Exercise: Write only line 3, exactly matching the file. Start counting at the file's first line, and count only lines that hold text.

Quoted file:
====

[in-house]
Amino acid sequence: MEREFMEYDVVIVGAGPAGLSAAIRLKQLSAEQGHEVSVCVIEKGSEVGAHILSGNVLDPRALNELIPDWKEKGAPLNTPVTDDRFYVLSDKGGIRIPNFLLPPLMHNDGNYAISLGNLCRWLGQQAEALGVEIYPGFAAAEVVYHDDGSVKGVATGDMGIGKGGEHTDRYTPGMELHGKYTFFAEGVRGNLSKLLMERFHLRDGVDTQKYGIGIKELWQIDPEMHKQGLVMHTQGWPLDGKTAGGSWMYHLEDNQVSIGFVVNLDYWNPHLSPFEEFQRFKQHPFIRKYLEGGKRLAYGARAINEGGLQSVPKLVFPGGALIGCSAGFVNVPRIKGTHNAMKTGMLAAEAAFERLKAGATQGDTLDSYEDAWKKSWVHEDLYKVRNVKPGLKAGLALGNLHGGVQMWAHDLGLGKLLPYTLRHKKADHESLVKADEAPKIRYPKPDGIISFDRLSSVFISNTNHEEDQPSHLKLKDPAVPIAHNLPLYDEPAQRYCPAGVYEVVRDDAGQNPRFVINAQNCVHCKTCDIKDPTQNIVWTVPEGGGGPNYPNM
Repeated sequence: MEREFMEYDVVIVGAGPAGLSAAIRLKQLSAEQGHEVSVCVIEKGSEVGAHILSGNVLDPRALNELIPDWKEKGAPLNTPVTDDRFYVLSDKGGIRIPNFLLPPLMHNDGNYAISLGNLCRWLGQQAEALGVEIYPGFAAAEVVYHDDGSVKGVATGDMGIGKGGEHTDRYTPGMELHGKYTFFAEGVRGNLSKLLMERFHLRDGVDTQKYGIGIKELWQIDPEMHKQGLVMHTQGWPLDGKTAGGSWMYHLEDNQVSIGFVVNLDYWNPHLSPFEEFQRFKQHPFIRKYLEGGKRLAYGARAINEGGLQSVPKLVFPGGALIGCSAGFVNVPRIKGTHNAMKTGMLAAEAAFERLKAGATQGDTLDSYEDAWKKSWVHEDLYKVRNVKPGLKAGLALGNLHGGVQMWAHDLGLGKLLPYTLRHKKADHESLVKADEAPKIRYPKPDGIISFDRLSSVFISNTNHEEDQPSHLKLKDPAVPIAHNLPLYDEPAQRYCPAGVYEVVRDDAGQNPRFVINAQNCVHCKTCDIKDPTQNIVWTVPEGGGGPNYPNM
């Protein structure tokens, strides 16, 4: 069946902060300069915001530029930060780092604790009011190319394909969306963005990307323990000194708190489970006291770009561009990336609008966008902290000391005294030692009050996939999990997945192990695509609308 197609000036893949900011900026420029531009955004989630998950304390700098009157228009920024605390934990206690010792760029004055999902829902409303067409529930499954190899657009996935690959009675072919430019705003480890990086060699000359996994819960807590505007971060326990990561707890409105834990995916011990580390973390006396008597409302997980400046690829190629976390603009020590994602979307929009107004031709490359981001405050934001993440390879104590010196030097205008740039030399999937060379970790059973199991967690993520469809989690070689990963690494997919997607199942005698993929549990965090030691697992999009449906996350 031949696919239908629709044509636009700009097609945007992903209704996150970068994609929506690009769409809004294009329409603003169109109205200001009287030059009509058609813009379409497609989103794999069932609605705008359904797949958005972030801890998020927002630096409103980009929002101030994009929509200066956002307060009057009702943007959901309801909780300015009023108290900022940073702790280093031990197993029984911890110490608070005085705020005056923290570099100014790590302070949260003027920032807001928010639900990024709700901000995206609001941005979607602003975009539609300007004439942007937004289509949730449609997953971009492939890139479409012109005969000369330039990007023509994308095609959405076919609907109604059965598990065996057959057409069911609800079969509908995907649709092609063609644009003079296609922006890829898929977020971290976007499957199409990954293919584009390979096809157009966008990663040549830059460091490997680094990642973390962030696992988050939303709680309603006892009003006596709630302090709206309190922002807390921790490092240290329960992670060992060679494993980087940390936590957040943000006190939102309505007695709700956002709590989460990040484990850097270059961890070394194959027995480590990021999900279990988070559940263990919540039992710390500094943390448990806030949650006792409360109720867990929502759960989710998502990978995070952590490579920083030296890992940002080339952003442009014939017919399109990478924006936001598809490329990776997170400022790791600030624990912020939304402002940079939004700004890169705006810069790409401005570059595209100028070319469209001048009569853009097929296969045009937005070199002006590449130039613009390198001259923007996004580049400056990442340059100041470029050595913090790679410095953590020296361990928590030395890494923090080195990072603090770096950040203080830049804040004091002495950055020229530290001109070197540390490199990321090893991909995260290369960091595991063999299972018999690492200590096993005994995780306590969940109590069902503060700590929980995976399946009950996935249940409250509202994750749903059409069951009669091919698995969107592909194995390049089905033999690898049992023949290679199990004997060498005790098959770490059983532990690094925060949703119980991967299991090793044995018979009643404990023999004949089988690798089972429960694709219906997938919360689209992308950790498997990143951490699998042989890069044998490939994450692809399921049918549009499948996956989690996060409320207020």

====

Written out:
Repeated sequence: MEREFMEYDVVIVGAGPAGLSAAIRLKQLSAEQGHEVSVCVIEKGSEVGAHILSGNVLDPRALNELIPDWKEKGAPLNTPVTDDRFYVLSDKGGIRIPNFLLPPLMHNDGNYAISLGNLCRWLGQQAEALGVEIYPGFAAAEVVYHDDGSVKGVATGDMGIGKGGEHTDRYTPGMELHGKYTFFAEGVRGNLSKLLMERFHLRDGVDTQKYGIGIKELWQIDPEMHKQGLVMHTQGWPLDGKTAGGSWMYHLEDNQVSIGFVVNLDYWNPHLSPFEEFQRFKQHPFIRKYLEGGKRLAYGARAINEGGLQSVPKLVFPGGALIGCSAGFVNVPRIKGTHNAMKTGMLAAEAAFERLKAGATQGDTLDSYEDAWKKSWVHEDLYKVRNVKPGLKAGLALGNLHGGVQMWAHDLGLGKLLPYTLRHKKADHESLVKADEAPKIRYPKPDGIISFDRLSSVFISNTNHEEDQPSHLKLKDPAVPIAHNLPLYDEPAQRYCPAGVYEVVRDDAGQNPRFVINAQNCVHCKTCDIKDPTQNIVWTVPEGGGGPNYPNM